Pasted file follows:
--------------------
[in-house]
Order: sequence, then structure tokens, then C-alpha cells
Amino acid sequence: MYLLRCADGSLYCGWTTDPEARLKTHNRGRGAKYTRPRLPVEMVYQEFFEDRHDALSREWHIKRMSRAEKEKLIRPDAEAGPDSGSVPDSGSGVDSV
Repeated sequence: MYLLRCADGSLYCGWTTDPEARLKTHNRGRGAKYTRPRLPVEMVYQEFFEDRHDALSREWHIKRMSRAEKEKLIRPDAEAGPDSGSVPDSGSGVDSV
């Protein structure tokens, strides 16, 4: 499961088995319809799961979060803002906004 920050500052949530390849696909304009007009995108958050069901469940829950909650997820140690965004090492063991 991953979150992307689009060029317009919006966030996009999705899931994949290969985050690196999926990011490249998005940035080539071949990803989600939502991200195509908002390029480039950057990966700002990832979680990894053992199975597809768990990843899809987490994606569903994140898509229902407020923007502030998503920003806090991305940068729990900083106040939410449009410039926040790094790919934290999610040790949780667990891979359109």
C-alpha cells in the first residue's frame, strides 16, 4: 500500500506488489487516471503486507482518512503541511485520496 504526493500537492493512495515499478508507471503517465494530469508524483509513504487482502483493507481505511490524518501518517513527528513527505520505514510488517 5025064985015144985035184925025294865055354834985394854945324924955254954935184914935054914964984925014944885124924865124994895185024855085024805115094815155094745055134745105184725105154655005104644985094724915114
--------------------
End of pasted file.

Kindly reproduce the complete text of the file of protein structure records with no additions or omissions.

[in-house]
Order: sequence, then structure tokens, then C-alpha cells
Amino acid sequence: MYLLRCADGSLYCGWTTDPEARLKTHNRGRGAKYTRPRLPVEMVYQEFFEDRHDALSREWHIKRMSRAEKEKLIRPDAEAGPDSGSVPDSGSGVDSV
Repeated sequence: MYLLRCADGSLYCGWTTDPEARLKTHNRGRGAKYTRPRLPVEMVYQEFFEDRHDALSREWHIKRMSRAEKEKLIRPDAEAGPDSGSVPDSGSGVDSV
């Protein structure tokens, strides 16, 4: 499961088995319809799961979060803002906004 920050500052949530390849696909304009007009995108958050069901469940829950909650997820140690965004090492063991 991953979150992307689009060029317009919006966030996009999705899931994949290969985050690196999926990011490249998005940035080539071949990803989600939502991200195509908002390029480039950057990966700002990832979680990894053992199975597809768990990843899809987490994606569903994140898509229902407020923007502030998503920003806090991305940068729990900083106040939410449009410039926040790094790919934290999610040790949780667990891979359109």
C-alpha cells in the first residue's frame, strides 16, 4: 500500500506488489487516471503486507482518512503541511485520496 504526493500537492493512495515499478508507471503517465494530469508524483509513504487482502483493507481505511490524518501518517513527528513527505520505514510488517 5025064985015144985035184925025294865055354834985394854945324924955254954935184914935054914964984925014944885124924865124994895185024855085024805115094815155094745055134745105184725105154655005104644985094724915114